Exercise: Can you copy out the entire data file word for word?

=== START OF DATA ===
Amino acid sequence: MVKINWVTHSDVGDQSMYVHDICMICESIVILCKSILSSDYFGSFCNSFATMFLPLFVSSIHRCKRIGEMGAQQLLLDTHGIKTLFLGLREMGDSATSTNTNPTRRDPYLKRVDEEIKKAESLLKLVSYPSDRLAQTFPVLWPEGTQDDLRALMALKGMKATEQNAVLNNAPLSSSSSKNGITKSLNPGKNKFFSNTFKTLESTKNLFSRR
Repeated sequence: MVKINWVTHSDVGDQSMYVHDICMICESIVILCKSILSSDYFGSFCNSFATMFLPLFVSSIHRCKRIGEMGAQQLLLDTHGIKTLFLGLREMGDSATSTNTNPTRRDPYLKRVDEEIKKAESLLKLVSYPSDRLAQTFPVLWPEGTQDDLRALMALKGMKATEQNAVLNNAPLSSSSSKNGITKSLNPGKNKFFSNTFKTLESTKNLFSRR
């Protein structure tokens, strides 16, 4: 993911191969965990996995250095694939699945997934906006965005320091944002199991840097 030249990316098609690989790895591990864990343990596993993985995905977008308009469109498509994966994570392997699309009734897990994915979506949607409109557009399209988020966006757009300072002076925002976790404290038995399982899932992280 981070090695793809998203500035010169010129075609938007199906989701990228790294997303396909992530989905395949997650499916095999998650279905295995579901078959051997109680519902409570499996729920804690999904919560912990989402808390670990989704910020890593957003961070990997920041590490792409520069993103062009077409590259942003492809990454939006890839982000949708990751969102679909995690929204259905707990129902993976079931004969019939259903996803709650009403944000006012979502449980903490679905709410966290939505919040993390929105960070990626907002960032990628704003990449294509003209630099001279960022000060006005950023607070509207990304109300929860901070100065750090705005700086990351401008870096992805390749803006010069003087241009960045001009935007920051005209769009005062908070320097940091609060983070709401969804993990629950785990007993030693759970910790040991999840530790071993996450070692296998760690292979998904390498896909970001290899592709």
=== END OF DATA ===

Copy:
Amino acid sequence: MVKINWVTHSDVGDQSMYVHDICMICESIVILCKSILSSDYFGSFCNSFATMFLPLFVSSIHRCKRIGEMGAQQLLLDTHGIKTLFLGLREMGDSATSTNTNPTRRDPYLKRVDEEIKKAESLLKLVSYPSDRLAQTFPVLWPEGTQDDLRALMALKGMKATEQNAVLNNAPLSSSSSKNGITKSLNPGKNKFFSNTFKTLESTKNLFSRR
Repeated sequence: MVKINWVTHSDVGDQSMYVHDICMICESIVILCKSILSSDYFGSFCNSFATMFLPLFVSSIHRCKRIGEMGAQQLLLDTHGIKTLFLGLREMGDSATSTNTNPTRRDPYLKRVDEEIKKAESLLKLVSYPSDRLAQTFPVLWPEGTQDDLRALMALKGMKATEQNAVLNNAPLSSSSSKNGITKSLNPGKNKFFSNTFKTLESTKNLFSRR
């Protein structure tokens, strides 16, 4: 993911191969965990996995250095694939699945997934906006965005320091944002199991840097 030249990316098609690989790895591990864990343990596993993985995905977008308009469109498509994966994570392997699309009734897990994915979506949607409109557009399209988020966006757009300072002076925002976790404290038995399982899932992280 981070090695793809998203500035010169010129075609938007199906989701990228790294997303396909992530989905395949997650499916095999998650279905295995579901078959051997109680519902409570499996729920804690999904919560912990989402808390670990989704910020890593957003961070990997920041590490792409520069993103062009077409590259942003492809990454939006890839982000949708990751969102679909995690929204259905707990129902993976079931004969019939259903996803709650009403944000006012979502449980903490679905709410966290939505919040993390929105960070990626907002960032990628704003990449294509003209630099001279960022000060006005950023607070509207990304109300929860901070100065750090705005700086990351401008870096992805390749803006010069003087241009960045001009935007920051005209769009005062908070320097940091609060983070709401969804993990629950785990007993030693759970910790040991999840530790071993996450070692296998760690292979998904390498896909970001290899592709």